If, on the other hand, I'm playing against someone I do know, then I'll mix it up a bit. I'll assign damage "correctly" about 80% of the time (Cylian Elf first in question #1 and Canyon Minotaur first in #2), and "incorrectly" the rest of the time. By mixing it up a bit, I am more likely to lure my opponents into walking into a trap of mine. By playing extremely rigidly, you risk becoming too easy to read. By bluffing every once in a while, you can greatly expand your game.

Question #3


You're being attacked by Woolly Thoctar. You are at 5 life and your opponent is at 28.

Your hand: Sigil Blessing, Colossal Might, Might of Alara, Gleam of Resistance

Your lands: Forest, Mountain, Plains, Plains, Plains (all untapped)

Your creatures: Cylian Elf, Canyon Minotaur

Your opponent's hand: Two cards

Your opponent's lands: Jungle Shrine, Forest, Mountain, Plains, Plains (all untapped)

Your opponent's creatures: Woolly Thoctar (tapped, attacking)

How do you block? What do you do after (or before) you block?

I have to apologize for not giving enough information about this question. If your deck has a 4th land type or not makes a significant difference in how you should play this turn.

I had meant to present this question with you being unable to landcycle for a fourth land type. That means Forests, Plains, and Mountains for basic lands in this deck.

If your deck does have a fourth basic land type in it, then I would block with the Canyon Minotaur and cast Sigil Blessing before damage. Even if your opponent does have a trick, you will still be able to draw for your turn and, if need be, landcycle for a fourth land type with Gleam of Resistance. Then on your opponent's next attack you would be able to Might of Alara your Cylian Elf, allowing it to live while taking down your opponent's Woolly Thoctar.

If your deck does not have a fourth basic land type in it, then I would once again single block with Canyon Minotaur and Sigil Blessing it before damage resolves. In this scenario you have a wealth of pump spells, so you can afford to risk getting two-for-oned (not that you have much of a choice in the matter), but you can't afford to put both of your creatures at risk.


It's better to cast Sigil Blessing than Might of Alara in this scenario because you might draw a land and need to cast both Might of Alara and Gleam of Resistance in a single turn.

Question #4


You're being attacked by Woolly Thoctar. You are at 5 life and your opponent is at 28.

Your hand: Sigil Blessing, Plains, Plains, Plains

Your lands: Forest, Mountain, Plains, Plains, Plains (all untapped)

Your creatures: Cylian Elf, Canyon Minotaur

Your opponent's hand: Two cards

Your opponent's lands: Jungle Shrine, Forest, Mountain, Plains, Plains (all untapped)

Your opponent's creatures: Woolly Thoctar (tapped, attacking)

How do you block? What do you do after (or before) you block?

We're struggling in this scenario. We don't have much life, and we don't really have all that much going for us. The fact is, we can't afford to play around anything. That means that we have to block with our Canyon Minotaur, cast Sigil Blessing and hope for the best.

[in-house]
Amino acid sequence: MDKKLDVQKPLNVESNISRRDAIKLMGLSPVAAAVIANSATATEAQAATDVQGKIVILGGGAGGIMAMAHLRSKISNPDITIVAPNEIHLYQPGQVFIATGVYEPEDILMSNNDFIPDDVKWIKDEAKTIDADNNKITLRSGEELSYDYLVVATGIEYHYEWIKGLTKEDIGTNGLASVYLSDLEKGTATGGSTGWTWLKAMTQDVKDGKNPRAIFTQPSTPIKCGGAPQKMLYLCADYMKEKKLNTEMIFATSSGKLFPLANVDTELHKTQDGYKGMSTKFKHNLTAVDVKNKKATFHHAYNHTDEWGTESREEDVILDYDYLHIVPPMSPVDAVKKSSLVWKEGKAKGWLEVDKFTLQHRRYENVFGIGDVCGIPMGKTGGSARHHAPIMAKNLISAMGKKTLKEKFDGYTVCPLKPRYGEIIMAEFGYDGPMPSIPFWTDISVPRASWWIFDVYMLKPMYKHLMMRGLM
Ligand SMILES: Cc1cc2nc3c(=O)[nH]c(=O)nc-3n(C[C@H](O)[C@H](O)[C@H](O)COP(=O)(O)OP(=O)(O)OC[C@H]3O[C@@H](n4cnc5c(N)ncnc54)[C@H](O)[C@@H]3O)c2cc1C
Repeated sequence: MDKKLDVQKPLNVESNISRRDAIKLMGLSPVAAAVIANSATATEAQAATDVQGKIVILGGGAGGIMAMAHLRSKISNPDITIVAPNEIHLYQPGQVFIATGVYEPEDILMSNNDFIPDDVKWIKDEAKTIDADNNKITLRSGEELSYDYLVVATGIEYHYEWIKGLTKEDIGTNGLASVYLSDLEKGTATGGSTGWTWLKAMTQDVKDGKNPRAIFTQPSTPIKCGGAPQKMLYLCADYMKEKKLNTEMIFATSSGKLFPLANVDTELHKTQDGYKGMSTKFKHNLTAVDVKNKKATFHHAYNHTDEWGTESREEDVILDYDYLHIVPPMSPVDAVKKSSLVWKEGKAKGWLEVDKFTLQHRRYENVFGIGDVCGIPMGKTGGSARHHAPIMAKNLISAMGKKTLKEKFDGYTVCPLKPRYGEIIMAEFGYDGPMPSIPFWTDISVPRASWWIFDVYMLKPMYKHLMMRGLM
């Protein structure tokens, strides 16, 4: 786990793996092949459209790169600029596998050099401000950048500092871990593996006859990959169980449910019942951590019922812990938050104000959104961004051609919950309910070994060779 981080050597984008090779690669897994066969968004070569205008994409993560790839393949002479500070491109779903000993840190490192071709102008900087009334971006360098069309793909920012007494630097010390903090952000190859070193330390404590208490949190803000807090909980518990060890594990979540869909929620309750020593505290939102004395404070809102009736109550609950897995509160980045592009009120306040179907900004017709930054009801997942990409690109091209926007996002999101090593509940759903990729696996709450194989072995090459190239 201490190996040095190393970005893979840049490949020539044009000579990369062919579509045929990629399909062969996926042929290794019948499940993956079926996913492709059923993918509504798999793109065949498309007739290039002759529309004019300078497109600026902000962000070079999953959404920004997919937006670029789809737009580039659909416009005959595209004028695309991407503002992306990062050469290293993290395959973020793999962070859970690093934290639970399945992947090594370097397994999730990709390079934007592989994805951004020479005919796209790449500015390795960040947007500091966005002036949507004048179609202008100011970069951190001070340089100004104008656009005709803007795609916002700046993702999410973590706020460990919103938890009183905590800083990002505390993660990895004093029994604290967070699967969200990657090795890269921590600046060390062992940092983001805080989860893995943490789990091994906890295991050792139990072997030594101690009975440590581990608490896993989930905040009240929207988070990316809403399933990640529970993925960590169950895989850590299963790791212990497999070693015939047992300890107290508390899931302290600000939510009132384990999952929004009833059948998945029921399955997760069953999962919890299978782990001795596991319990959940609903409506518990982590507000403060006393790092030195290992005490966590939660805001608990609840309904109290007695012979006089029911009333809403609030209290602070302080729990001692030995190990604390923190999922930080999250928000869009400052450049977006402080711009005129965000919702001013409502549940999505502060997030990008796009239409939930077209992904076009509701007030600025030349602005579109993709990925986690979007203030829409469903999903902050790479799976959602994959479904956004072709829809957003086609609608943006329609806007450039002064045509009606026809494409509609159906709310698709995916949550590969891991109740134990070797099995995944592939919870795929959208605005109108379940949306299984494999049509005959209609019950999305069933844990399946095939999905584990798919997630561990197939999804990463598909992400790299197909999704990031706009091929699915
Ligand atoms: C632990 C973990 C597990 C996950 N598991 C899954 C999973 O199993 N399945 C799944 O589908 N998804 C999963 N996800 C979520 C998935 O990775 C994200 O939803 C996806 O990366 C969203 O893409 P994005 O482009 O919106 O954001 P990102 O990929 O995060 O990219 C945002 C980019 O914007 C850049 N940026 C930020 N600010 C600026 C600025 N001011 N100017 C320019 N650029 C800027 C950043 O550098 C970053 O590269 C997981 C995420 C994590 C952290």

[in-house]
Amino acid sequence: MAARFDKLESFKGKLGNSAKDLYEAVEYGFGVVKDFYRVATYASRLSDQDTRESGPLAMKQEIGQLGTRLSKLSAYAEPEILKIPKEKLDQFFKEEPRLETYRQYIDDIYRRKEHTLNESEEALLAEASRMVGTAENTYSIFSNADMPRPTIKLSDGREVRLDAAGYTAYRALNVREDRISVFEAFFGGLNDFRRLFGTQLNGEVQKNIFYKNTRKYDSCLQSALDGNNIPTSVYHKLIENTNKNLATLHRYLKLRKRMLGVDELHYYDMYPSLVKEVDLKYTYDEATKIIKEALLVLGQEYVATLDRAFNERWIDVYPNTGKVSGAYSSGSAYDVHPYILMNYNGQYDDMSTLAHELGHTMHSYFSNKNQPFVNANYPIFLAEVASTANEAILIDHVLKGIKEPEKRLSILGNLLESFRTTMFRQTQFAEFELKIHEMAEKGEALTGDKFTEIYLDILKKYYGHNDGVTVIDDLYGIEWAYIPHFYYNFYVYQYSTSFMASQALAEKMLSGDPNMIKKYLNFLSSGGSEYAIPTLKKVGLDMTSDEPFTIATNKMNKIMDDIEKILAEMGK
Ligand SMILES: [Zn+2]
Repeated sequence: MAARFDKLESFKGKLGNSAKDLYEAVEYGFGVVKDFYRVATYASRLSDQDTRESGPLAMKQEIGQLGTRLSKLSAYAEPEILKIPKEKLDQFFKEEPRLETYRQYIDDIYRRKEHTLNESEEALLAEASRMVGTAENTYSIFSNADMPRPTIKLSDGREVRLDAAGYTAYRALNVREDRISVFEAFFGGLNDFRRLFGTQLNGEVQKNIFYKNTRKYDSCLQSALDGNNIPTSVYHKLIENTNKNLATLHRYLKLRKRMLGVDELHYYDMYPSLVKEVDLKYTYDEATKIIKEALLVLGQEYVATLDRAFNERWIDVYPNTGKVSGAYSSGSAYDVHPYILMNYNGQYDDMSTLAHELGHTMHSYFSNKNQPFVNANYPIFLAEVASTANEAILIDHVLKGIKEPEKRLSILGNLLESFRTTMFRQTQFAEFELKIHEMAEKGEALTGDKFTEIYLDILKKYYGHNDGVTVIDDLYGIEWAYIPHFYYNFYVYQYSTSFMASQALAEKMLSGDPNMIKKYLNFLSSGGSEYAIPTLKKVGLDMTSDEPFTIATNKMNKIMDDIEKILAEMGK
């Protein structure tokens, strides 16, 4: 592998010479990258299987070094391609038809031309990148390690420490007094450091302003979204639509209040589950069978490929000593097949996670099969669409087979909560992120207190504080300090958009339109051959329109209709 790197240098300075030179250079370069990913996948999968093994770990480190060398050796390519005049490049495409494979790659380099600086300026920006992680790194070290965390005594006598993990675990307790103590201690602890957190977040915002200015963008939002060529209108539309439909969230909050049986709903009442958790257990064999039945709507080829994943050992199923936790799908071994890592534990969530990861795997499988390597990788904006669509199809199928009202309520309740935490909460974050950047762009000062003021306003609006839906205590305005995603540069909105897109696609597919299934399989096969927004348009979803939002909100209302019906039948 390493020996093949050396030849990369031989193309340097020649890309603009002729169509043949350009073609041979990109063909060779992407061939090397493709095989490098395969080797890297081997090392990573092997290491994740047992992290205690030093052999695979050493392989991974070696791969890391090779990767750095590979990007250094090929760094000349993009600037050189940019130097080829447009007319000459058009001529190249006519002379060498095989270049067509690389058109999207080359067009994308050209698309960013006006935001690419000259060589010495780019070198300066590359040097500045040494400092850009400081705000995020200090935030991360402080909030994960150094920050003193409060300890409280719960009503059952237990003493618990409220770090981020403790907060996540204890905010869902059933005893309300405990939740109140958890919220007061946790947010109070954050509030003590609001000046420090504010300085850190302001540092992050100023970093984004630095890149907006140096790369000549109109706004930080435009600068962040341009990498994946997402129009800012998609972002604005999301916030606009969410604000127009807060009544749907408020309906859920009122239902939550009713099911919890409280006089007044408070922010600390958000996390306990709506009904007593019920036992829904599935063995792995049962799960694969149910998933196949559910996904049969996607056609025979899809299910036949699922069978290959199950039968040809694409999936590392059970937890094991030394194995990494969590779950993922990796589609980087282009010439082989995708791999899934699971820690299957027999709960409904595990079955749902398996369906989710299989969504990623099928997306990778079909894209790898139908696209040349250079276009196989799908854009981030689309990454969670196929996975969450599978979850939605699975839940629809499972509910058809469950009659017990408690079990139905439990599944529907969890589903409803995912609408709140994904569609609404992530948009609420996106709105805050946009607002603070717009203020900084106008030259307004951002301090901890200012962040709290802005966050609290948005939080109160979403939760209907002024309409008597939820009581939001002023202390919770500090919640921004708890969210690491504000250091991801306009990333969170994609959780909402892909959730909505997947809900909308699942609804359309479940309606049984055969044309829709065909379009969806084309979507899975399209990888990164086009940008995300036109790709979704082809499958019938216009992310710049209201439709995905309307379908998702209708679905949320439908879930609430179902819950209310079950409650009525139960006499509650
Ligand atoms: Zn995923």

If our opponent has something to put us further behind, we'll have some shot at staying in the game thanks to our Cylian Elf and whatever our draw steps might bring us. But if our opponent does not have anything, and we are able to trade our Sigil Blessing for our opponent's Woolly Thoctar, then we might suddenly find ourselves ahead in a game that we were monstrously behind in only moments before.

What Do these Questions Teach Us?

Questions #1 and #2 are endlessly complex and interesting questions that don't really have definite answers to them. There are so many additional levels that I could take my analysis of these scenarios, but I have to save them for another day. I would encourage people to continue discussions about these questions (or questions like them) in the forums. There's a lot going on here.

(If you're looking for a jumping-off point, one big thing that I did not address in questions #1 or #2 is why you wouldn't cast your removal spell pre-damage if you have one. Why do you think that a player might choose not to cast a removal spell before damage? )

Questions #3 and #4 are not particularly complex. Under pre-M10 rules, they wouldn't have been particularly complex either. Question #3 would have seen you double-blocking, stacking damage, and casting Gleam of Resistance without giving it a second thought. Question #4 would have seen you double-blocking, stacking damage, and casting Sigil Blessing without giving you anything to think about other than "Which creature should I pump?"

While I don't feel comfortable predicting too much about how Magic will change after M10 rules go into effect, I can confidently say that Magic is going to present us with a lot of fascinating game theory questions such as the ones we looked at today.